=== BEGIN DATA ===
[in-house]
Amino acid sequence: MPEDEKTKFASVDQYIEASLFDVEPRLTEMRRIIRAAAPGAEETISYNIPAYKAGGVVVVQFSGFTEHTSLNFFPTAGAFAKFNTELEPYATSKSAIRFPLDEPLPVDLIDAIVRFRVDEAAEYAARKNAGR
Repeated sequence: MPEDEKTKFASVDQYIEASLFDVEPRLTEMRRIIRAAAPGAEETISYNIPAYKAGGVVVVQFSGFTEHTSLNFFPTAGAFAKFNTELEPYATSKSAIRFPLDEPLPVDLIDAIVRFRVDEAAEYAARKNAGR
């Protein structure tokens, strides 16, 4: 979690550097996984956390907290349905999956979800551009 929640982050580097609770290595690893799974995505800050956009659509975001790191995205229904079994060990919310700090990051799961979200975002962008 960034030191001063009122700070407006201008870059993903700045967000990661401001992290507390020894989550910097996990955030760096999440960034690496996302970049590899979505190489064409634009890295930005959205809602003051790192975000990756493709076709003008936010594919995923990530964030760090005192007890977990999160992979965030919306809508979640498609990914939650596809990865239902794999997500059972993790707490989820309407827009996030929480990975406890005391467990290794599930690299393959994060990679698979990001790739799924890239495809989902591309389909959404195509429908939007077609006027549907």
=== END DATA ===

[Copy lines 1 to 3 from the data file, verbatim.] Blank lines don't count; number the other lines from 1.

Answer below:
[in-house]
Amino acid sequence: MPEDEKTKFASVDQYIEASLFDVEPRLTEMRRIIRAAAPGAEETISYNIPAYKAGGVVVVQFSGFTEHTSLNFFPTAGAFAKFNTELEPYATSKSAIRFPLDEPLPVDLIDAIVRFRVDEAAEYAARKNAGR
Repeated sequence: MPEDEKTKFASVDQYIEASLFDVEPRLTEMRRIIRAAAPGAEETISYNIPAYKAGGVVVVQFSGFTEHTSLNFFPTAGAFAKFNTELEPYATSKSAIRFPLDEPLPVDLIDAIVRFRVDEAAEYAARKNAGR